Help is on the way to areas of the Philippines devastated by Typhoon Haiyan, according to the U.S. Agency for International Development and humanitarian relief groups.
The Obama administration made an initial $100,000 available Saturday to provide basic health care, clean water and sanitation following the Philippines government's request for international assistance. That figure is likely to grow as damage and humanitarian needs are assessed.
At the request of the Philippine government, Defense Secretary Chuck Hagel directed U.S. Pacific Command to deploy ships and aircraft to support search-and-rescue operations and airlift emergency supplies, according to a statement released by the Defense Department press office.
USAID, the lead agency for the international humanitarian response, deployed a Disaster Assistance Response Team to the area to make those assessments. The team's early surveys in some of the country's hardest-hit areas found severe damage, particularly in the towns of Tacloban and Ormoc on the island of Leyte, which were virtually wiped out by the storm. One of the first supplies delivered was plastic sheeting to be used for emergency shelter.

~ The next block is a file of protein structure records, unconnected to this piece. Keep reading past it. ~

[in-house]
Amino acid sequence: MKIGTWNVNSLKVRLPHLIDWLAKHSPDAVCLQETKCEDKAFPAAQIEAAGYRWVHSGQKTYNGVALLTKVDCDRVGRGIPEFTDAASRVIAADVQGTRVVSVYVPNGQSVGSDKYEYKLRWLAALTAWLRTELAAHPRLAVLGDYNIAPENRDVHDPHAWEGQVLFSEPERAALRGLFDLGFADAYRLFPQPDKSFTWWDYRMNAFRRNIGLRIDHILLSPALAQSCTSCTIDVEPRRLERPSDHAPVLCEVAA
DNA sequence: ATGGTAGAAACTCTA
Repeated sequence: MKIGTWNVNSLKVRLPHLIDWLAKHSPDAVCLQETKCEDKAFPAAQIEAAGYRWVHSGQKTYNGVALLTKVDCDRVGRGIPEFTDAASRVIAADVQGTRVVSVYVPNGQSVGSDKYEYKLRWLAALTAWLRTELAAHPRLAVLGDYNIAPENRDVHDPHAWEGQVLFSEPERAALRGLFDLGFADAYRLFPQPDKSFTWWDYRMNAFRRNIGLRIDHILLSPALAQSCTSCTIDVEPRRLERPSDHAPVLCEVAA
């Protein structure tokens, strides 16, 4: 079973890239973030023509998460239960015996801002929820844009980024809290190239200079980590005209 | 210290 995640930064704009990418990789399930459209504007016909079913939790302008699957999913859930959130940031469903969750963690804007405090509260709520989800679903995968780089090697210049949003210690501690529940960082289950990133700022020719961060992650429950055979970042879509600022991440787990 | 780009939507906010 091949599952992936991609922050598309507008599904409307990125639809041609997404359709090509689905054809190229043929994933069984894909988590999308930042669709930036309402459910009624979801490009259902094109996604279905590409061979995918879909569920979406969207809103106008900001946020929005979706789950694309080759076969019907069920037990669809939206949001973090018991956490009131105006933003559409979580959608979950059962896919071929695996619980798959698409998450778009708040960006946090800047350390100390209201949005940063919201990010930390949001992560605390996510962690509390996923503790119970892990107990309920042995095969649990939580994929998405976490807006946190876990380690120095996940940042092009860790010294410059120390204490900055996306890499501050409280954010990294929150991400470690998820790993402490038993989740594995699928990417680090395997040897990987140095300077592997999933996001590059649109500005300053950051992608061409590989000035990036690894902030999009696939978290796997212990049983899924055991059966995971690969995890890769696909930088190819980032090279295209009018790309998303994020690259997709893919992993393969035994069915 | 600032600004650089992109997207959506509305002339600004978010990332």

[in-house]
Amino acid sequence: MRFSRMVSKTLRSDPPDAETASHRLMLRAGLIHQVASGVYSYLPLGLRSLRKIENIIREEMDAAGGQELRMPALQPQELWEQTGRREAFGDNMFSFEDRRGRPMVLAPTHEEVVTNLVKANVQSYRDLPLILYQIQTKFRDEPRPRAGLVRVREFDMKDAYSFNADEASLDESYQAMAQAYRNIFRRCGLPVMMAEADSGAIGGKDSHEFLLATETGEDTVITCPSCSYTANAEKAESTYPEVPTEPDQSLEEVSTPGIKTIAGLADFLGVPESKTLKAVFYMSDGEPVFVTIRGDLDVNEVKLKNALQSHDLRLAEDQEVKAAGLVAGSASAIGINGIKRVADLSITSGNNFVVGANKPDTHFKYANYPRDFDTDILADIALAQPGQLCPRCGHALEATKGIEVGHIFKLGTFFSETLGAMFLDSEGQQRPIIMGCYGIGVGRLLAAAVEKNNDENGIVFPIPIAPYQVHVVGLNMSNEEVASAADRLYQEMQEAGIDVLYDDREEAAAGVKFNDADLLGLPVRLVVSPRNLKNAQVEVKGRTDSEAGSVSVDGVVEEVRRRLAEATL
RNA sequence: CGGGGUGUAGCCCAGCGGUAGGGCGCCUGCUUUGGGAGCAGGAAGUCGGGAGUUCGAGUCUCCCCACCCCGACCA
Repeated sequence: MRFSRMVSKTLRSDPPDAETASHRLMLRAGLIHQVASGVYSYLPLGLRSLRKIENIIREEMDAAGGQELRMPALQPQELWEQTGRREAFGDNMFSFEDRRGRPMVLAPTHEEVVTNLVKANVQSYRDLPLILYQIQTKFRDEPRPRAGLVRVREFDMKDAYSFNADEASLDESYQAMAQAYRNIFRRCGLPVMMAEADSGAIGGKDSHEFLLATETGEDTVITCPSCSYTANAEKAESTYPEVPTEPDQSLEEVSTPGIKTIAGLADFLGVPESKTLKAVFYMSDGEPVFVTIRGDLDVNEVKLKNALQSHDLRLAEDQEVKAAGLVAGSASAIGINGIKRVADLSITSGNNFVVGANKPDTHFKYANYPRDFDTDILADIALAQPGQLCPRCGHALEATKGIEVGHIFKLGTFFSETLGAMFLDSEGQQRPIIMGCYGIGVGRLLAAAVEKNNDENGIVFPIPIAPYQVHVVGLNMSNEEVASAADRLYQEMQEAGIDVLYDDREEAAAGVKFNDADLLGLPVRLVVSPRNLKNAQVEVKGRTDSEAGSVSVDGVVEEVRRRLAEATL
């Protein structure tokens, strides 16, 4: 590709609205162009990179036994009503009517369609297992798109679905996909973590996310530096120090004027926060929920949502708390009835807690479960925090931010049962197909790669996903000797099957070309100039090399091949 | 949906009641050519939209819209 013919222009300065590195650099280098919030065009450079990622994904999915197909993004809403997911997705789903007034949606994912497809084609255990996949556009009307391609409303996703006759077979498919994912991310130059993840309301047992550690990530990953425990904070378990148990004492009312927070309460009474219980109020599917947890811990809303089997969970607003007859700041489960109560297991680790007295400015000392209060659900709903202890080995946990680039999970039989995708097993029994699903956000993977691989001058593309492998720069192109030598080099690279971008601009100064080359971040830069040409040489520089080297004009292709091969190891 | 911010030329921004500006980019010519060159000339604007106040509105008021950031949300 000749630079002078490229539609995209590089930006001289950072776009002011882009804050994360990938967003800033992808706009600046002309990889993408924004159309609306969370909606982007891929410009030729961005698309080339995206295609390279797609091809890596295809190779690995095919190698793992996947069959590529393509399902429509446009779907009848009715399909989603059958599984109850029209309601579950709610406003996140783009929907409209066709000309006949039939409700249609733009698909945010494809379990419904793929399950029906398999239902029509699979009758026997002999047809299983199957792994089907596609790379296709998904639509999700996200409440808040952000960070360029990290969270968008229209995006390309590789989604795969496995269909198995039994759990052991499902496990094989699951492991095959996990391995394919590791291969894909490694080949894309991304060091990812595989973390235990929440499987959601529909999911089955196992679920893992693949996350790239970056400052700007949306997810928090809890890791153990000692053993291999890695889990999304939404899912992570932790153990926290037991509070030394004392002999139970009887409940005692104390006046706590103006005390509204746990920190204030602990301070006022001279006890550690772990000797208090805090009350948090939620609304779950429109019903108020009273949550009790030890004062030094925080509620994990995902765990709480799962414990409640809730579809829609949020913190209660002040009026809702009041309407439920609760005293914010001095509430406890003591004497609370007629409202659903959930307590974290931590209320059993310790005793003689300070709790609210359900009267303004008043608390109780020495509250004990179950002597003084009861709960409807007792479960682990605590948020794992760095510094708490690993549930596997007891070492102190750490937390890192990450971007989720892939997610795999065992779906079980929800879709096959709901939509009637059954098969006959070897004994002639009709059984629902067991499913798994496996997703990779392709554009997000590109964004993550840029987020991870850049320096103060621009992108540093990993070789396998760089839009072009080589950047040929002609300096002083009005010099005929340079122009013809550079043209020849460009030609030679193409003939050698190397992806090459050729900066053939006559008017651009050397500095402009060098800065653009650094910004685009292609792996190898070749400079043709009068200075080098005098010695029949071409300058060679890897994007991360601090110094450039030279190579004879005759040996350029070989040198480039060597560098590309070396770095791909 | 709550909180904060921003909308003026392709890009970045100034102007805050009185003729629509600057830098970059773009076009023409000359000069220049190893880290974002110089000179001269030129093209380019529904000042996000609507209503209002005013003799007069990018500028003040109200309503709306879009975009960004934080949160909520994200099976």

"Today our hearts go out to the Filipino people," said Sen. Robert Menendez, D-N.J., chairman of the Senate Foreign Relations Committee. "The United States can and must do everything in our power to assist our friend and ally in dealing with the devastating consequences of this storm, and to help meet the needs of the Filipino people in addressing this disaster."
The American Red Cross deployed staff members to the area and activated its family tracing services for people seeking to locate missing family members. With phone lines down across the area, the agency urged people to be patient and keep trying to make contact.
Google has launched a person finder for survivors of Typhoon Haiyan, known as Yolanda in the Philippines, where friends and family can search for information on a loved one or enter information about a person's whereabouts so others know they are safe.
Private aid groups said there was an immediate need for rice, canned foods, clean water, medicine, clothes, shelter and blankets. But U.S. officials said that, just as in other disasters, the best thing Americans can do is donate cash to reputable humanitarian organizations.
Those seeking to send help can go to website for InterAction, a consortium of 180 non-government organizations involved in global assistance programs. Among the members are the American Red Cross, AmeriCares, CARE, Catholic Relief Services, Mercy Corps, Oxfam America, Save the Children, U.S. Fund for UNICEF and World Food Program USA.
In addition, USAID operates a Center for International Disaster Information, which helps prospective donors get the most bang for their bucks.